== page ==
The U.S. Navy has introduced new policies and training devised to keep opioid treatment safe. Long-term patients who use opioid medications for pain management need to be protected against the threat of opioid addiction.
The deputy chief medical officer for the U.S. Navy recently defined a rehabilitation plan to combat opioid addiction. The treatment process would involve addressing the patient’s pain and curb opioid abuse. Hence, better controlling the widespread epidemic.
Navy personnel, Marines and their families who wish to receive care under the new program will need to complete both substance abuse and psychiatric screenings before opioid medications can be prescribed.
On April 11 of this year, Rear Admiral Terry J. Moulton, U.S. Navy deputy surgeon general, stated that Navy is facing the problem head-on with a mindful and methodical approach. Opioid addiction medications are very effective at reducing chronic pain and improving a patient’s quality of life. However, it is our responsibility to ensure that prescription drugs are being used properly, to minimize opioid addiction and abuse.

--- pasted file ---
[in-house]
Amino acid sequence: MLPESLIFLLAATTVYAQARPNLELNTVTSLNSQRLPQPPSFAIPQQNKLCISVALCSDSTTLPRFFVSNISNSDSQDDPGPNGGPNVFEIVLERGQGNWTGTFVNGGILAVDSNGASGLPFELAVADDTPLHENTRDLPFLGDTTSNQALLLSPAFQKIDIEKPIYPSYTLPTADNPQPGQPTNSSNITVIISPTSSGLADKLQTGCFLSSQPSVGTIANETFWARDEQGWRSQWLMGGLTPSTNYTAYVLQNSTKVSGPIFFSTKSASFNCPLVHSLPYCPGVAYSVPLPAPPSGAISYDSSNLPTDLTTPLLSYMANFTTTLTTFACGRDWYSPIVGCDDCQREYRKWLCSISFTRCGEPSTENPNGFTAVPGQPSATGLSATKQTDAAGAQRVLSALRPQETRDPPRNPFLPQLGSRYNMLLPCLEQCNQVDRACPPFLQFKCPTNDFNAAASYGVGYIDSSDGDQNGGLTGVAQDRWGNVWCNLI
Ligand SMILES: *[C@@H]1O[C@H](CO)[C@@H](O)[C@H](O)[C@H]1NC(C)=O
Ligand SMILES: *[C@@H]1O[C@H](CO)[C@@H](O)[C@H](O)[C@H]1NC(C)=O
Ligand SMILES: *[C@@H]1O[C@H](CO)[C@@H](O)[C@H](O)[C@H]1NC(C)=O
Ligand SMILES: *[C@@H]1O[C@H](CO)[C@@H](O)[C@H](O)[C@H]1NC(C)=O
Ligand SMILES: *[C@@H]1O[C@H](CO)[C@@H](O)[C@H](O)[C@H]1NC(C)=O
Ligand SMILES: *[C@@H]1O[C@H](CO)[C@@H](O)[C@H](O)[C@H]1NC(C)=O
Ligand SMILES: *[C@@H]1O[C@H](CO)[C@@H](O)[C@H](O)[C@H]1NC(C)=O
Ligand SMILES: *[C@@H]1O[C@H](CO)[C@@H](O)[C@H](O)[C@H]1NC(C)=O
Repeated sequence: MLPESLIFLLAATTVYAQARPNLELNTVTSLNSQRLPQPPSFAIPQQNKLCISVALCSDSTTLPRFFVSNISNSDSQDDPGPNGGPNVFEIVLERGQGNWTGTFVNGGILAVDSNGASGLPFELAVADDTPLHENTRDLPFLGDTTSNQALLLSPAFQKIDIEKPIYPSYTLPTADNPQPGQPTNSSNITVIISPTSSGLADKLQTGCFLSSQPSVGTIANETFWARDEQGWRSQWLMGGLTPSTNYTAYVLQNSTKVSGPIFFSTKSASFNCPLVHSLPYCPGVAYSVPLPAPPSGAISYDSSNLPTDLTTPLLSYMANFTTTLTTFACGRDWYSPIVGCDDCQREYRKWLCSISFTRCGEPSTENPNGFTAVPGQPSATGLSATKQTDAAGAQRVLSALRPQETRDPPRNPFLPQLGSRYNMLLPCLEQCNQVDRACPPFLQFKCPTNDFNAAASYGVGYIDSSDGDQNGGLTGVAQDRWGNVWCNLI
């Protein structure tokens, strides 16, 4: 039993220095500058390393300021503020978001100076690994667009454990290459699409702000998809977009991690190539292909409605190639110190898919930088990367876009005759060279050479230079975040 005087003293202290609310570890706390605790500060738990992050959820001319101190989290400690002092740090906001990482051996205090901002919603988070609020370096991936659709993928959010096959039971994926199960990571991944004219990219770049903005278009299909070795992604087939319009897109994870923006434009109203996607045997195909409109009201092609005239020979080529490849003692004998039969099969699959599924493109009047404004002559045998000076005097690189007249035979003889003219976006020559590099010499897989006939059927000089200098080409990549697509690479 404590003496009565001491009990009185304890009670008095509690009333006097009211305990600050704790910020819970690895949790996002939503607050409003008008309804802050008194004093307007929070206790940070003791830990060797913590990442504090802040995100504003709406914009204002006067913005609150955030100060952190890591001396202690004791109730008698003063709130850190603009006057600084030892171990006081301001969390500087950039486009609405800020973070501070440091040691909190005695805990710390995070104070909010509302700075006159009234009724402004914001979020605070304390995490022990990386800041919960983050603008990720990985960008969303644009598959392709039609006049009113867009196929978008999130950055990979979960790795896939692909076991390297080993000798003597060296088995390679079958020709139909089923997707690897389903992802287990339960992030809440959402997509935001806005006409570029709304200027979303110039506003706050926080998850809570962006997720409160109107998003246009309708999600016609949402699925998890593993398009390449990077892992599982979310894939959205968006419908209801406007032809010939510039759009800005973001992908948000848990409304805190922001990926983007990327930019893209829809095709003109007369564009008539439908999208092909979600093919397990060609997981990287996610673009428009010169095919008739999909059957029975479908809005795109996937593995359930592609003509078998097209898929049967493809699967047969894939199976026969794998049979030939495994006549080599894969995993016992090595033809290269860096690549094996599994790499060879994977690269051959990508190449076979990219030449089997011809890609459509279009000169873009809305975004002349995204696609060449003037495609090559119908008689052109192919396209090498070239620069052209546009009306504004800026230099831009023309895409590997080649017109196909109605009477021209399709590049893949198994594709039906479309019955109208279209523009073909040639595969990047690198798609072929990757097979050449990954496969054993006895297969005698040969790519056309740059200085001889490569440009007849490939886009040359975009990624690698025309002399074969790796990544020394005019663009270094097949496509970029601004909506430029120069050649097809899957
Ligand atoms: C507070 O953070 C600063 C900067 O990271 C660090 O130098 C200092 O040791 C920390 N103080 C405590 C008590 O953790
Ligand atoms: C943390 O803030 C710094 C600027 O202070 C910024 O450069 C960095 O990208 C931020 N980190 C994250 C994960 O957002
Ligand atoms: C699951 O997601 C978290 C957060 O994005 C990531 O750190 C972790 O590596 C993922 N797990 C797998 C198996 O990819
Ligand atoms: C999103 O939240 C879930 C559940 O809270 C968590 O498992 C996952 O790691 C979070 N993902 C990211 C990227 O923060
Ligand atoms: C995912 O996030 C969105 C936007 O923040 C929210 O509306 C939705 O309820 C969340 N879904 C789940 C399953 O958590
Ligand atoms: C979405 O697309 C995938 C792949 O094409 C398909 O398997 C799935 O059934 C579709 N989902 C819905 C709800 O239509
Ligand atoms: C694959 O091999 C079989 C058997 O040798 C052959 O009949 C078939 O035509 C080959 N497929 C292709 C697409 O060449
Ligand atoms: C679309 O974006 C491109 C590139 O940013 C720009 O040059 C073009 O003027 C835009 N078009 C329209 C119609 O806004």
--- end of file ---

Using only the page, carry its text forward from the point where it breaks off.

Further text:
With the Navy’s plan, medical rehabilitation teams will screen both long-term and new at-risk patients for signs of suicidal tendencies and abuse. Informed-consent forms will have to be signed and patients need to undergo urinalysis to receive treatment. Throughout the process, dedicated clinicians will periodically review each case to determine if opioids are still the best course of rehabilitation.
In addition, to controlled opioid use, the Navy is also promoting alternative pain-control methods such as physical therapy, acupuncture, chiropractic care, and surgery if necessary.
Cmdr. Leo Carney, the director of Navy Primary Care and Mental Health added that the long-term use of opioid medications over the long-term can be effective for few, specific cases. However, started such treatment and continuing opioid therapy should be an informed course of action.